An hour more each day with media sounds wonderful if you’re in the media business. The real question this raises with me is from where are consumers getting that extra hour? Do you think they’re sleeping less? Leaving work early? Maybe they’re watching on the job (so much for productivity). No, I suspect they’re just not doing something else. Shopping, dining out as much, going to other recreational activities. All this means is that as selective as consumers were in allocating their time to your non-media business they’re going to be even more so. That reinforces the need for all of us to provide value every time we have a consumer interaction or we won’t be having as many down the road.

As an aside, I’ll remind us that most of us, even if we make package goods, are now in the media business. Social sites, home base (your website!), and content we provide to others are all media, so it’s not a lost cause. Obviously, it’s fiercely competitive out there, and the hour more each day that consumers are spending in the space doesn’t mean they’re any less frugal with the time they spend. The job for each of us is to make up for the hour less they’re outside of media where we live and capture their attention within the extra hour they’re spending inside. We can do that through great content, content which is focused on providing value and solving their problems.  Make sense?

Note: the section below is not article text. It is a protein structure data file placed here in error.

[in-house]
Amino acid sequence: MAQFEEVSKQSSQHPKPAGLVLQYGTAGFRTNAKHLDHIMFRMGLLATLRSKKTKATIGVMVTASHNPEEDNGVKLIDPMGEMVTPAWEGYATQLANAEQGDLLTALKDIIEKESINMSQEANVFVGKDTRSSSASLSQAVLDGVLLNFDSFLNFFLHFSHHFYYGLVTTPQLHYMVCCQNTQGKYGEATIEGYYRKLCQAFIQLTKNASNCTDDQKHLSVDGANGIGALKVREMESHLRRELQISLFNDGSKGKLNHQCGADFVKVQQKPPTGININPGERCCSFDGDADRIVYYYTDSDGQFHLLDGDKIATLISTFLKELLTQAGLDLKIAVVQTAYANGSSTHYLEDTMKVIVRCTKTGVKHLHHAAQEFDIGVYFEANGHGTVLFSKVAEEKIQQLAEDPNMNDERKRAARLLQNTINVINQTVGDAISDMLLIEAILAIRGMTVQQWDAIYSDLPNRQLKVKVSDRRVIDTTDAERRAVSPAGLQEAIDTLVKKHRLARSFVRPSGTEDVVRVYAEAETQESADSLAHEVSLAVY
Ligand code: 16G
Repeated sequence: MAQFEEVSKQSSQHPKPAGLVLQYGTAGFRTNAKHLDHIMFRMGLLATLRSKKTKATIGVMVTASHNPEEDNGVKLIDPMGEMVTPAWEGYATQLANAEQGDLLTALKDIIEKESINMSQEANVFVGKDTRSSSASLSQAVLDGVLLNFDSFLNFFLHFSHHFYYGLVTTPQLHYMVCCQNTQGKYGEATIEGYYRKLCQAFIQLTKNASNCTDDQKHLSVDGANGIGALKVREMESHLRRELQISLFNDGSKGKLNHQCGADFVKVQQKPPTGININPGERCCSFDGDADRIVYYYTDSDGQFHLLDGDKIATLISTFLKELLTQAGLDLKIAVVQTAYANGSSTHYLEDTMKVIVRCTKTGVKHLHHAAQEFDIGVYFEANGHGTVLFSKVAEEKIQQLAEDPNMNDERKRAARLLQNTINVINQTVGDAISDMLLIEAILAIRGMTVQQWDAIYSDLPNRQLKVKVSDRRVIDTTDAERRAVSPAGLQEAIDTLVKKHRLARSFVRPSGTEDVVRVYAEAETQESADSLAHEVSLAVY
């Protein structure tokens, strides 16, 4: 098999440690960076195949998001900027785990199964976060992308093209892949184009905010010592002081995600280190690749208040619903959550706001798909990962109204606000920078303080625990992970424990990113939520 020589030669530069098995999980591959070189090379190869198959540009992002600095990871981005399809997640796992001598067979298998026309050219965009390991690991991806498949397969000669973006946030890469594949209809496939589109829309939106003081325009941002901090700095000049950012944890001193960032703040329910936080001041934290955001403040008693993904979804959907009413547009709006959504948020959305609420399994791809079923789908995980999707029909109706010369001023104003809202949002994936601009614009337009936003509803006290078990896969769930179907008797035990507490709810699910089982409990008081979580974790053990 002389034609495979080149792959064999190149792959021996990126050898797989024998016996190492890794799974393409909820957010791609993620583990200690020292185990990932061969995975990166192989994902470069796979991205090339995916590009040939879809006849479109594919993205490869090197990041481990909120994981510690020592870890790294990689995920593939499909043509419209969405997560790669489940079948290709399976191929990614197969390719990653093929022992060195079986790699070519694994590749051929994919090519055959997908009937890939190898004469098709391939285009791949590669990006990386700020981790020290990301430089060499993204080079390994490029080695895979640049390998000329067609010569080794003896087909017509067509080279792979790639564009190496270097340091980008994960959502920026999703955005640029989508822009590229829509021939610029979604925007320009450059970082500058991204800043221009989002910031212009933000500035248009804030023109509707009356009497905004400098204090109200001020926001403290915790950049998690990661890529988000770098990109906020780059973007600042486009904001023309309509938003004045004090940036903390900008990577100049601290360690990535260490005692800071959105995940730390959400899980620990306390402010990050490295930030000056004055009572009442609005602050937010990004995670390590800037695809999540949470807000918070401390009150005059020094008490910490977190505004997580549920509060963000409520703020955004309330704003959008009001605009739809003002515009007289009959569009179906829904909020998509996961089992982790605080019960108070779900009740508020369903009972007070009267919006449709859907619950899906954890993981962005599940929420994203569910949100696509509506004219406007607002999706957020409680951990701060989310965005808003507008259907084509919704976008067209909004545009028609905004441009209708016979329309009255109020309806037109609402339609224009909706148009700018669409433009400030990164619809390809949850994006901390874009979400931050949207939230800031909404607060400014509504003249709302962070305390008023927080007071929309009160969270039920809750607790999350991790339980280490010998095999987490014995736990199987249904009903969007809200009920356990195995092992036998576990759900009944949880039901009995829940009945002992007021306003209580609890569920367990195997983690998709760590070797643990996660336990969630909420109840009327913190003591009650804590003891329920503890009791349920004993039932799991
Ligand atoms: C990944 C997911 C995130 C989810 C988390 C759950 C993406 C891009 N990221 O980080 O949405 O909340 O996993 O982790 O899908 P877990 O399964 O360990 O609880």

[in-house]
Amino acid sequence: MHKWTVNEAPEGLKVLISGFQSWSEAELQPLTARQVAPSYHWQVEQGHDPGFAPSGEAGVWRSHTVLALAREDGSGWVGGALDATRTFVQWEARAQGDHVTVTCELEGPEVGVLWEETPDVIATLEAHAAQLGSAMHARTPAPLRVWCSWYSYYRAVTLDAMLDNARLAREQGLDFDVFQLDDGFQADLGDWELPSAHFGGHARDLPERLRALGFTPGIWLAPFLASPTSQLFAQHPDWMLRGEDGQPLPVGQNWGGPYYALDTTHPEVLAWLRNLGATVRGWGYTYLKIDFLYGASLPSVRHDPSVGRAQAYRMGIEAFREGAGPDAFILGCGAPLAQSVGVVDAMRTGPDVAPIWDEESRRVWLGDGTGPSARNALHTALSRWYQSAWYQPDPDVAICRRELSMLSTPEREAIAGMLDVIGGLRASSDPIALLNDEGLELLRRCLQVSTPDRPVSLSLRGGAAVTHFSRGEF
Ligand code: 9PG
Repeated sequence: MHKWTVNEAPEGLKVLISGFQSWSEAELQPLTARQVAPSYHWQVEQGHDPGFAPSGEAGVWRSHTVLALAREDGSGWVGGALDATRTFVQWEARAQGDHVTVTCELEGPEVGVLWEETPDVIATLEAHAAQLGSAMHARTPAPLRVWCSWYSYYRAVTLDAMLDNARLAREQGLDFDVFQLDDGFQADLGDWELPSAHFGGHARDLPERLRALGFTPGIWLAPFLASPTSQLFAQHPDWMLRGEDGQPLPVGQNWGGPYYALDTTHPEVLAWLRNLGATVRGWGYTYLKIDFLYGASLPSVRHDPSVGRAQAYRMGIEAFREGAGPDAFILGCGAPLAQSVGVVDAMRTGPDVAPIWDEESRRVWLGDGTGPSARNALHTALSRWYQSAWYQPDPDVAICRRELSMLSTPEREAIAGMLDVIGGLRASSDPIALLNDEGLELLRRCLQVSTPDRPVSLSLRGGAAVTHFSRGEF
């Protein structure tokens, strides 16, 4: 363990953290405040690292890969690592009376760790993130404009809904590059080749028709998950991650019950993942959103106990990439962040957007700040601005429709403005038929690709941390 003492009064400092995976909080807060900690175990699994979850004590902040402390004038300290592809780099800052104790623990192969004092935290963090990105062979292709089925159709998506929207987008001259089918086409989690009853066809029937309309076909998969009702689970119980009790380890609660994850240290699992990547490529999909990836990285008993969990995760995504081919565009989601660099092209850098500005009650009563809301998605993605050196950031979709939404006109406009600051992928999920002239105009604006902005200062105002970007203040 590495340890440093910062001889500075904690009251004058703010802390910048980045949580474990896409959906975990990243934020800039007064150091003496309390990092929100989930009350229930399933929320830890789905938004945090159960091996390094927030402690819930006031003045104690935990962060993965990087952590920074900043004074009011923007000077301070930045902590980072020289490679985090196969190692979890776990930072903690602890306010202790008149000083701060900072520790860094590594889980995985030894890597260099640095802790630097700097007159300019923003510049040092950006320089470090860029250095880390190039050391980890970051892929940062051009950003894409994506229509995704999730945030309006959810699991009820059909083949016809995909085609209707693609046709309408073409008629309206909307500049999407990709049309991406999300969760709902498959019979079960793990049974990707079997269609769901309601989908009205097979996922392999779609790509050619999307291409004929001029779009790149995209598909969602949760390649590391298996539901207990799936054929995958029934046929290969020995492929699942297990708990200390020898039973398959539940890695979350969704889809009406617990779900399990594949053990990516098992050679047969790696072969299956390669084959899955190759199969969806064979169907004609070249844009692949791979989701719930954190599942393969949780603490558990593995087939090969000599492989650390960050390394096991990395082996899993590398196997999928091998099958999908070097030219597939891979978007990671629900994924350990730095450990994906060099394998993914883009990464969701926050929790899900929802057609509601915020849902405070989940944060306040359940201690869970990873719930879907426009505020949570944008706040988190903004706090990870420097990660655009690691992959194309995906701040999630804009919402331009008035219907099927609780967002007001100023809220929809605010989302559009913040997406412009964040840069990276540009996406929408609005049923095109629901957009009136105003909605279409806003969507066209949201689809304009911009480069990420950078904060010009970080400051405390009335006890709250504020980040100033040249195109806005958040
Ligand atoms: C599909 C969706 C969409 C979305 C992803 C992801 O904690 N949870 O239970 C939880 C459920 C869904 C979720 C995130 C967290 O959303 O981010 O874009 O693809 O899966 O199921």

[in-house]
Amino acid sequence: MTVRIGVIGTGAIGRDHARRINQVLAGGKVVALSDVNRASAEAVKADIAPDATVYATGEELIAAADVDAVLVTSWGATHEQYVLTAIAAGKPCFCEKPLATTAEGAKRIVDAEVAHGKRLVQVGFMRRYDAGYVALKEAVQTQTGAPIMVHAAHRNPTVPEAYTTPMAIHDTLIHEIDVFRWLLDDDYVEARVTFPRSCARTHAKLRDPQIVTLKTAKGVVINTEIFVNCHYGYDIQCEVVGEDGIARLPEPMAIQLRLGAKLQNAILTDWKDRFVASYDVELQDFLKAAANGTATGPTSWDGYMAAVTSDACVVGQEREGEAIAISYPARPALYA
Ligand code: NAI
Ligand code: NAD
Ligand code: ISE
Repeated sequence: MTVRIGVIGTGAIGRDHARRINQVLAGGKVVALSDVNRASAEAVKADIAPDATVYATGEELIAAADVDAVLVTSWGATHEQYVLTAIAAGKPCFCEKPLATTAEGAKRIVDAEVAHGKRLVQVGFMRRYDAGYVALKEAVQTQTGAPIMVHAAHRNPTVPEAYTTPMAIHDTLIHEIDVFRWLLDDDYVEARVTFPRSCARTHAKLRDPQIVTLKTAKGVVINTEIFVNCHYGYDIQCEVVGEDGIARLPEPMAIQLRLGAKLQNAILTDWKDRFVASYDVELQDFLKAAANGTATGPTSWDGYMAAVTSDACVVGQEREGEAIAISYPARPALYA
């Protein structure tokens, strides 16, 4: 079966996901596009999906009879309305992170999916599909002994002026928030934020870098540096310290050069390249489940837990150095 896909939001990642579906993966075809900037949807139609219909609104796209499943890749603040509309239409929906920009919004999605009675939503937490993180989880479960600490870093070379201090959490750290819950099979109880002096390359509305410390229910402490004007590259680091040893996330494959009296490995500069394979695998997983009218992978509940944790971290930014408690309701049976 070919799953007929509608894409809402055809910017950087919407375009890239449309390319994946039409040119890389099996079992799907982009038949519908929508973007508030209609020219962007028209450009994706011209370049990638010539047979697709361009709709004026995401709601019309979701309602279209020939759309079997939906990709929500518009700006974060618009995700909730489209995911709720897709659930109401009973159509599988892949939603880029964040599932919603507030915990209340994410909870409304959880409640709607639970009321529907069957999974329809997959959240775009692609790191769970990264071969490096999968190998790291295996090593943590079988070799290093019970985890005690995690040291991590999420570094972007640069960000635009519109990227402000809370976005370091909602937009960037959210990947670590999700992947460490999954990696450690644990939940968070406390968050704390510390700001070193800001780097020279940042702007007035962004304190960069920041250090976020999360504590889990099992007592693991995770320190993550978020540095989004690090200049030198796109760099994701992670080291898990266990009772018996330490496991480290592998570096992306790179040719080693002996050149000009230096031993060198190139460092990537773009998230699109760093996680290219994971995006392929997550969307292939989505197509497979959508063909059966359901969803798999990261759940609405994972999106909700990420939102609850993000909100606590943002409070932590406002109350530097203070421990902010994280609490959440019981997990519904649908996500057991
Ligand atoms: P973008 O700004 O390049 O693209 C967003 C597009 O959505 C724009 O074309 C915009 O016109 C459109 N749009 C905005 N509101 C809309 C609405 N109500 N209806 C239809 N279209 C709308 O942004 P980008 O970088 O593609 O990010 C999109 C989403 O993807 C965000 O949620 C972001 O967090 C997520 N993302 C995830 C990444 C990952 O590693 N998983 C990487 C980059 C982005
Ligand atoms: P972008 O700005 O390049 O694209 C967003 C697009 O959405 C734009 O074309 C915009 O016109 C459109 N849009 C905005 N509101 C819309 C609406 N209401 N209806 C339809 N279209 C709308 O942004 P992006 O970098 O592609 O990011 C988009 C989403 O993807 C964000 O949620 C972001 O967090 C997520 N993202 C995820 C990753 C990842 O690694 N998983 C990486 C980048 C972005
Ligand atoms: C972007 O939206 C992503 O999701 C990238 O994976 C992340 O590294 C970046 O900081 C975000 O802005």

Leave a comment

Filed under digital media

You Always Hurt The One You Love

There is an old song made famous by The Mills Brothers. The first two lines are:

You always hurt the one you love
The one you shouldn’t hurt at all

Today’s screed is the unbelievable tale of a media entity that is doing just that. Why unbelievable? Because if I asked you to tell me the absolute dumbest thing any company could do you just might respond with exactly what this company is doing. Let me explain.